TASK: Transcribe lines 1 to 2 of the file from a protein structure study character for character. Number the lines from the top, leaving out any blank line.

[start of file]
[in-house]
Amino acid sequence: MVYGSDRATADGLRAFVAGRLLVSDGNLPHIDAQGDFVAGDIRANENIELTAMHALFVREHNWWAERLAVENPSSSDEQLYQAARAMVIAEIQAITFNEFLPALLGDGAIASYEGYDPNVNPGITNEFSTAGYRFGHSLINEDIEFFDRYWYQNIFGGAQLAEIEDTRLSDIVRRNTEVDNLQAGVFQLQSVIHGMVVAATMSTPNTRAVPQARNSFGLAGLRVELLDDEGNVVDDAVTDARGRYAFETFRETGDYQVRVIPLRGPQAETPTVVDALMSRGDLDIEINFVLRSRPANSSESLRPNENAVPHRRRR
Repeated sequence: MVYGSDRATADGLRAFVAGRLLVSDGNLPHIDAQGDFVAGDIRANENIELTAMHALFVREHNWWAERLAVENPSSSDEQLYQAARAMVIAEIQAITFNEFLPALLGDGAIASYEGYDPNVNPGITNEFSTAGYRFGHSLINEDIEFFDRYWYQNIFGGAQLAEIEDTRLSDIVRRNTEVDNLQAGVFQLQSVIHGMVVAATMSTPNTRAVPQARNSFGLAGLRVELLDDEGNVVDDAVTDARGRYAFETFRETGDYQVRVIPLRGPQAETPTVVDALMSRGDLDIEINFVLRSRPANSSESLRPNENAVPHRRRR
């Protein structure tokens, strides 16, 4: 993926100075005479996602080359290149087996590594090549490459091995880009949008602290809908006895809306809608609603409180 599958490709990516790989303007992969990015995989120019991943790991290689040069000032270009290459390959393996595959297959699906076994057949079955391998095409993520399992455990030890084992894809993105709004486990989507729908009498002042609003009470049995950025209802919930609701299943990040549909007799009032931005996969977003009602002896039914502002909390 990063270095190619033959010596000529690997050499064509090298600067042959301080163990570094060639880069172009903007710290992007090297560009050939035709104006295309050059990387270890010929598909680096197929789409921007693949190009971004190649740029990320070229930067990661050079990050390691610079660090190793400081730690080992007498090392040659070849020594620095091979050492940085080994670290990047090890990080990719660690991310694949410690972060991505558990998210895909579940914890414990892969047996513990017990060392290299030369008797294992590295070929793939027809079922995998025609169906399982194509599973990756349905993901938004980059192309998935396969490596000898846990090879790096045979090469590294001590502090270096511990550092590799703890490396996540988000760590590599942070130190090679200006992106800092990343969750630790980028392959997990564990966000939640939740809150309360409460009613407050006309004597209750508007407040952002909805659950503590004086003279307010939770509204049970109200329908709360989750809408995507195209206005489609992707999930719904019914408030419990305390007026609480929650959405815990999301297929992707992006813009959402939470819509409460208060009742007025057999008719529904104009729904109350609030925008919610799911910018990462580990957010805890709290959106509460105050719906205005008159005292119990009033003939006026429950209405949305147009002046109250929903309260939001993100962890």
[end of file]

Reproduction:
[in-house]
Amino acid sequence: MVYGSDRATADGLRAFVAGRLLVSDGNLPHIDAQGDFVAGDIRANENIELTAMHALFVREHNWWAERLAVENPSSSDEQLYQAARAMVIAEIQAITFNEFLPALLGDGAIASYEGYDPNVNPGITNEFSTAGYRFGHSLINEDIEFFDRYWYQNIFGGAQLAEIEDTRLSDIVRRNTEVDNLQAGVFQLQSVIHGMVVAATMSTPNTRAVPQARNSFGLAGLRVELLDDEGNVVDDAVTDARGRYAFETFRETGDYQVRVIPLRGPQAETPTVVDALMSRGDLDIEINFVLRSRPANSSESLRPNENAVPHRRRR